The spaceframe design offers the safety conscious a well braced body shell, there are many impact absorbing zones, and the driver is surrounded by a substantial steel framework. The fuel tank is set deep into the chassis behind the seats for protection. The majority of Ram Cobra replicas are fitted with a mildly tweaked Rover V8 engine, but this car has a genuine 350ci (5.7-litre) Chevy small block V8, giving it similar performance to the original Shelby Cobra 427.
This is in our view the perfect engine for a Cobra. While a big block Ford V8 may be more original, it’s also a very heavy unit. The small block Chevy can be tuned to produce just as much power (should you really need 500bhp) yet it weighs considerably less, giving the car far better weight distribution and superior handling as a result. This, combined with the Adrian Reynard-designed chassis (he also penned chassis designs for several F1 cars in the 1980s and ’90s) means the RAM Cobra probably has the most dynamic chassis of all the Cobras ever built – including the original Shelby cars.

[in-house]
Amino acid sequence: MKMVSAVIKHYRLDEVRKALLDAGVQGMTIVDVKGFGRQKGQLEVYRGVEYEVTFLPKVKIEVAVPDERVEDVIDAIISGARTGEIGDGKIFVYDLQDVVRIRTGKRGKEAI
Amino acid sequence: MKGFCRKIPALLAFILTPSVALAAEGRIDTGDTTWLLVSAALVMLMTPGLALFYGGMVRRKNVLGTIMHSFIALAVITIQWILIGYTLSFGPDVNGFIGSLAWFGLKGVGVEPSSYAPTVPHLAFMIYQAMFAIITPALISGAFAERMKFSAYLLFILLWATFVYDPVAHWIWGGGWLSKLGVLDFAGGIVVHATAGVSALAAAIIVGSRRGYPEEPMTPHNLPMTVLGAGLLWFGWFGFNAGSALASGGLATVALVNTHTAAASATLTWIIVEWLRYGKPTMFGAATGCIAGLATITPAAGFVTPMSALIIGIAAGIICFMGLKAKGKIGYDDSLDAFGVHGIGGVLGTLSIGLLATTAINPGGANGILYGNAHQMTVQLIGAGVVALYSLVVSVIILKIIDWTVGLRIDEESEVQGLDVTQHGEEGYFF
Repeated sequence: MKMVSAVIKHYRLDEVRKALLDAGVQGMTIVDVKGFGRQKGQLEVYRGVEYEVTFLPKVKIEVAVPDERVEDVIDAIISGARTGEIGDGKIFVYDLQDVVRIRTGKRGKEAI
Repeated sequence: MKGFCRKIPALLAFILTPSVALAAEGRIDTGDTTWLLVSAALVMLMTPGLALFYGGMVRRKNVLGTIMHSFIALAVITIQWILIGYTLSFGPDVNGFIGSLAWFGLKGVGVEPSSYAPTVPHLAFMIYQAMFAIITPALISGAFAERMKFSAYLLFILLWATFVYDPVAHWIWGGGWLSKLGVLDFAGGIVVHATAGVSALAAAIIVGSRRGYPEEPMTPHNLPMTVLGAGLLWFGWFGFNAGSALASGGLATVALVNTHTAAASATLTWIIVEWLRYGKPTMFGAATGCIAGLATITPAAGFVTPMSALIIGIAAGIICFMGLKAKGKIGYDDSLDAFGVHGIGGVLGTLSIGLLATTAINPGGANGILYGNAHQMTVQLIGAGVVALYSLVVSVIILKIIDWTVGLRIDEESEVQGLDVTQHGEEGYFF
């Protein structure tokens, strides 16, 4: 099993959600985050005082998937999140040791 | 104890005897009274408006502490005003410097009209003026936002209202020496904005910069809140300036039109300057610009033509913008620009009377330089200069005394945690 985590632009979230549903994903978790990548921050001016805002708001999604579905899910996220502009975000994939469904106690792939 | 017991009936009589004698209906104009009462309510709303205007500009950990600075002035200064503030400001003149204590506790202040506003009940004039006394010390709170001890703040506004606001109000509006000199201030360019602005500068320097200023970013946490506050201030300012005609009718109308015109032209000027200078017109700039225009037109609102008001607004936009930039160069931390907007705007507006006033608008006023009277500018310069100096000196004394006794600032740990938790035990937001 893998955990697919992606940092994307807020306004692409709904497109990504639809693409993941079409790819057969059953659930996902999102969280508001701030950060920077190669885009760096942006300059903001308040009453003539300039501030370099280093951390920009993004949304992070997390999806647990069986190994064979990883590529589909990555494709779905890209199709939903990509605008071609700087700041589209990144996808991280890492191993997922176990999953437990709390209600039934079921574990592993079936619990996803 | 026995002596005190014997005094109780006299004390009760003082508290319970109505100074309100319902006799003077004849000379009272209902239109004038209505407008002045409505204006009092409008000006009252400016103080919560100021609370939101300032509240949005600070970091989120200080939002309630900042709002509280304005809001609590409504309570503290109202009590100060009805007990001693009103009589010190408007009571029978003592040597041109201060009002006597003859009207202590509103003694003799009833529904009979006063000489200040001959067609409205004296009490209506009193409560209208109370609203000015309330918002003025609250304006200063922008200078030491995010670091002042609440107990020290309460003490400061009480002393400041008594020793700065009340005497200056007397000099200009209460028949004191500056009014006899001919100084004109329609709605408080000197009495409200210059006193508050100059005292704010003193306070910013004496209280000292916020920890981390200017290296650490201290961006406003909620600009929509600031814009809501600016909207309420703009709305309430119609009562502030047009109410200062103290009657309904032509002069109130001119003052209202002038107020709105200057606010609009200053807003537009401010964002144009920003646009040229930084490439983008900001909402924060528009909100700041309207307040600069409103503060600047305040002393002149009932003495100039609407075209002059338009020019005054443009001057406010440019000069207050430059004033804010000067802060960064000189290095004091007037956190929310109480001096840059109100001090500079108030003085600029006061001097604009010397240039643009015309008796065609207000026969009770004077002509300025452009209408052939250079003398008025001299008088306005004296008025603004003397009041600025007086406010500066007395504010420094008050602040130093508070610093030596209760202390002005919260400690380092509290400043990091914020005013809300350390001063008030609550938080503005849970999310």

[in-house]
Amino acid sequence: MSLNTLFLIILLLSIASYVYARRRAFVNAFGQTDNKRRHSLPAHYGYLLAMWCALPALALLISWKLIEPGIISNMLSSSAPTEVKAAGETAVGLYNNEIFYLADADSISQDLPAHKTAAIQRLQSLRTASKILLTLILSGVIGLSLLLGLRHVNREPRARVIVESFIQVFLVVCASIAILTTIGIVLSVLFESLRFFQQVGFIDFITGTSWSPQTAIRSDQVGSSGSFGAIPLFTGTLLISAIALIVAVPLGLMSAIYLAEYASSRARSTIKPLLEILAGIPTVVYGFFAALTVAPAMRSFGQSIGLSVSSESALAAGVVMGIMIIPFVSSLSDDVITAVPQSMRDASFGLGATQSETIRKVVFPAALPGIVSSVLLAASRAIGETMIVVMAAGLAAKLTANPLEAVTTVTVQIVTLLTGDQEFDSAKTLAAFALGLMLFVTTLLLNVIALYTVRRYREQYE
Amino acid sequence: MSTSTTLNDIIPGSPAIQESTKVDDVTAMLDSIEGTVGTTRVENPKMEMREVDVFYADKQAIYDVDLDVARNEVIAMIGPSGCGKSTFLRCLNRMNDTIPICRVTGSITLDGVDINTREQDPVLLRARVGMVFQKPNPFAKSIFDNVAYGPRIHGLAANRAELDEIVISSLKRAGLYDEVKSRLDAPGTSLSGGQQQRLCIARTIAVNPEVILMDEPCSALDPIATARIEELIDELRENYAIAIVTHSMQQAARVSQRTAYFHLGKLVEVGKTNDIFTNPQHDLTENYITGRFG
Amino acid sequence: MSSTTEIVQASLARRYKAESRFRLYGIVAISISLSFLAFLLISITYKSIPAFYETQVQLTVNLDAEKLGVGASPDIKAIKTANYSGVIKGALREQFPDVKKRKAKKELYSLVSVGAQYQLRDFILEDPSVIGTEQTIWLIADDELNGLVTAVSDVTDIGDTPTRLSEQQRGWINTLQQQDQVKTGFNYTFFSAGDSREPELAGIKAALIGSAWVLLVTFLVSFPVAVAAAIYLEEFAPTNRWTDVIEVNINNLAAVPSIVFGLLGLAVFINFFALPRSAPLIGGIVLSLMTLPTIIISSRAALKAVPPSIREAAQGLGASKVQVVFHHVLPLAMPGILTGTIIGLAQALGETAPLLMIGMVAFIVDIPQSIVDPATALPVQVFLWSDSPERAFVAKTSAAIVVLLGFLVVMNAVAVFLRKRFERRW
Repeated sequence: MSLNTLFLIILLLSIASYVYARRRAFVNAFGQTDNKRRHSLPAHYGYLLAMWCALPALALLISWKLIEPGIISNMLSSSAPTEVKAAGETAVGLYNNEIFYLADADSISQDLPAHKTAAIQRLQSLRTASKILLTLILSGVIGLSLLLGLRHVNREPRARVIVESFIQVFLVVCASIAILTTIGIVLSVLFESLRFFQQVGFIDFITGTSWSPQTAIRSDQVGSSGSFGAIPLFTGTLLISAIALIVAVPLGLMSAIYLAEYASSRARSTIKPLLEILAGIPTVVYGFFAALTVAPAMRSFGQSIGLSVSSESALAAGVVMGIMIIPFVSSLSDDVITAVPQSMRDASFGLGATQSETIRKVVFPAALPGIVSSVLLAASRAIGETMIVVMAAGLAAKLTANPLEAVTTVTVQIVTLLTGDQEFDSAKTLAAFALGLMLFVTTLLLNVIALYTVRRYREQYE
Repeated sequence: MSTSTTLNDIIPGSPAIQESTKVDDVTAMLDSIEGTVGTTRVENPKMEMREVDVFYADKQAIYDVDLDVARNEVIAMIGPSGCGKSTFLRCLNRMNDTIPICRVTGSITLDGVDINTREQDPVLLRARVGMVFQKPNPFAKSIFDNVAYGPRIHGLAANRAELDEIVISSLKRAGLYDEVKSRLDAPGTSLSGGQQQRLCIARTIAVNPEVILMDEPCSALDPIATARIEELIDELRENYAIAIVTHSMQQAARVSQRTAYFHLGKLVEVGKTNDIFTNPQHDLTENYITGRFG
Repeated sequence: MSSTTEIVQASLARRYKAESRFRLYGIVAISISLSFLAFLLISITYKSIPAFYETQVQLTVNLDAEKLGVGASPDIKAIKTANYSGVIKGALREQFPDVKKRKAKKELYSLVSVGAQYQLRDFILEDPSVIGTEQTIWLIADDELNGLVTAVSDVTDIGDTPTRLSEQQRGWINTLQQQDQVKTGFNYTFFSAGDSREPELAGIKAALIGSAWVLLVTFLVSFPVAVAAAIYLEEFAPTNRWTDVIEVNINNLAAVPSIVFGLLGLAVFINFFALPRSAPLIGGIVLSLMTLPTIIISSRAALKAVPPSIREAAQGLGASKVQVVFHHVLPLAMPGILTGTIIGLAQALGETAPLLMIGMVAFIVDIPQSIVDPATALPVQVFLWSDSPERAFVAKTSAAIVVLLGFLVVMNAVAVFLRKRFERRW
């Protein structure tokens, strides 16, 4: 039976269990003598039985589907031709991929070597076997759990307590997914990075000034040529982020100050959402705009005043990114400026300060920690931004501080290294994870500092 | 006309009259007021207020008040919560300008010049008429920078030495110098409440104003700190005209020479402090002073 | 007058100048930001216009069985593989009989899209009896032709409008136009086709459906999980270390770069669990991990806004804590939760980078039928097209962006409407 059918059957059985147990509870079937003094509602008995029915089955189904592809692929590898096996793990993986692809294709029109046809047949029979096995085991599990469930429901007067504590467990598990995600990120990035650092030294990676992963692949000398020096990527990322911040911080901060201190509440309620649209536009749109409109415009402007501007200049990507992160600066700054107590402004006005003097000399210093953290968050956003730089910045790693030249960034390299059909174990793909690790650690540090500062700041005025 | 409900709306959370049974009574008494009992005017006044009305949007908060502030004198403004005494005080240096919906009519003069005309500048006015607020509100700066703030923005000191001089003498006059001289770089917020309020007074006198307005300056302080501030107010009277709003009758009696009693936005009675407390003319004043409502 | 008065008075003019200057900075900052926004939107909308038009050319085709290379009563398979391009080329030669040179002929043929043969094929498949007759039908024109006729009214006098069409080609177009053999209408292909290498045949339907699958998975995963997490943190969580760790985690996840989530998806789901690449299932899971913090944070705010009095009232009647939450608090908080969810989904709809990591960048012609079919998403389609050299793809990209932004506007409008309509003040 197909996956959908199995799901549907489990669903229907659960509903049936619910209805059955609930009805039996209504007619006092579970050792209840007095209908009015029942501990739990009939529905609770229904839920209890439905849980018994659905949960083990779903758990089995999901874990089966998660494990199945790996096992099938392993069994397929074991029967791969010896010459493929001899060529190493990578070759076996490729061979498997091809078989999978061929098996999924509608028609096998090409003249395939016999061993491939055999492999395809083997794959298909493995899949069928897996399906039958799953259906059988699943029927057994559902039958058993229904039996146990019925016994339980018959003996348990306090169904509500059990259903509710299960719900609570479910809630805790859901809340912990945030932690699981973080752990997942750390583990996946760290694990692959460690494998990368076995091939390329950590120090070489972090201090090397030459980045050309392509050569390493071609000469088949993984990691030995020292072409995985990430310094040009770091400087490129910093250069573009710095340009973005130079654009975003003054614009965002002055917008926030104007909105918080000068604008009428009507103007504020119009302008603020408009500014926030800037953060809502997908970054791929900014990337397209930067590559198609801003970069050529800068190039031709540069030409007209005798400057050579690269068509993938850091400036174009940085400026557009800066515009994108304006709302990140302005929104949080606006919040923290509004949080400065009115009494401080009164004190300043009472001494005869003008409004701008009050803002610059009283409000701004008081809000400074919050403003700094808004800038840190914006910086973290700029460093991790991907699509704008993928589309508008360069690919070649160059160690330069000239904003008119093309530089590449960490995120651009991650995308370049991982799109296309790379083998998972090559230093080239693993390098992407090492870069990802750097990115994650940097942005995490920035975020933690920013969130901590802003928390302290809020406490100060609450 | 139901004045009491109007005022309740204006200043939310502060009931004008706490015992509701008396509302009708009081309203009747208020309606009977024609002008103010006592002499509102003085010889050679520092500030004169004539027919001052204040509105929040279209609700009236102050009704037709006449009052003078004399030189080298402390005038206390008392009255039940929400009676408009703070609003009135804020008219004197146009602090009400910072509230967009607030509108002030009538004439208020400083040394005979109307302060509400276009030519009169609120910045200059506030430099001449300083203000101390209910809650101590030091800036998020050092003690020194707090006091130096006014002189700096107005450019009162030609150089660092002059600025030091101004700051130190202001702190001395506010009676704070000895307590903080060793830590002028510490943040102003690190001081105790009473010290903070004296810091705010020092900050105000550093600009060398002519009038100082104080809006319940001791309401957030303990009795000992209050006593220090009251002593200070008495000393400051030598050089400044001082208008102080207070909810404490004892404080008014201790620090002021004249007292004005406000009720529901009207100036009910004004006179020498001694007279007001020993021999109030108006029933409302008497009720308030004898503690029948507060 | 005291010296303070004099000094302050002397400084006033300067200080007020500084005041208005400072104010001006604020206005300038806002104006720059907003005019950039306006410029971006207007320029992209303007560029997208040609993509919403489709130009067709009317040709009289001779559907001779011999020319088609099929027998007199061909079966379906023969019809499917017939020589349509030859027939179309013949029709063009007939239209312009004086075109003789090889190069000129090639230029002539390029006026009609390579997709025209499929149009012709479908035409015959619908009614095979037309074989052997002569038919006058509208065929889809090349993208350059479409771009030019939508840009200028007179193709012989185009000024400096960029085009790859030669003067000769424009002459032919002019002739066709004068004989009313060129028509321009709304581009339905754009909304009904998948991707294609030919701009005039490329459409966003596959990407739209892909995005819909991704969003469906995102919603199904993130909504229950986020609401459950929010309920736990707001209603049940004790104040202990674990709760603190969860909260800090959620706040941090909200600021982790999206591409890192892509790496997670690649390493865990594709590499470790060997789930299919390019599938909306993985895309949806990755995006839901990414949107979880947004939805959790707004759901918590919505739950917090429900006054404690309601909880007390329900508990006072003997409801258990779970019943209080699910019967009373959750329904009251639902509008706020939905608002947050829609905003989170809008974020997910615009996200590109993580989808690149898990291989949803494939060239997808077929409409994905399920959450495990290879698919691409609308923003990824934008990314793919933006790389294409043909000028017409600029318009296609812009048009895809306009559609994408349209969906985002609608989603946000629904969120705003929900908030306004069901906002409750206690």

On the Outside
There’s really only one colour scheme for a Cobra and this is it – white Daytona Stripes over blue. Anything else just dilutes the Cobra vibe. Here it’s been beautifully executed, and although it no longer looks factory fresh, it’s in excellent condition and has just the right amount of patina to give this Cobra a genuine classic car feel, rather than that of a replica.
There are some marks on the paint, a small crazed area near the bonnet aperture and some crazing around one of the period-perfect bonnet catches, plus a scratch on the very extremity of the bodywork, near the nearside rear lights. But overall the paint is lovely, and for minimal outlay could be made perfect.
Under the bonnet it’s obvious this car was built to a very high standard. Most replicas like this are usually built by amateurs, although we mean that in the true sense of the word – people who are not getting paid to do it. Obviously that doesn’t mean they lack the required skills, and we wouldn’t be surprised if this car was built by someone with an engineering background.
The wiring in particular – often an area that lets a car like this down – has clearly been done with care, precision and craftsman-like skill. It’s neat, safe secure and professional looking, as is every other aspect of this car. The engine bay is very tidy and lacks any of the bling that can often afflict Cobra replicas, with painted steel rocker covers and no great lumps of chrome. This is, after all, a tribute to a racing legend.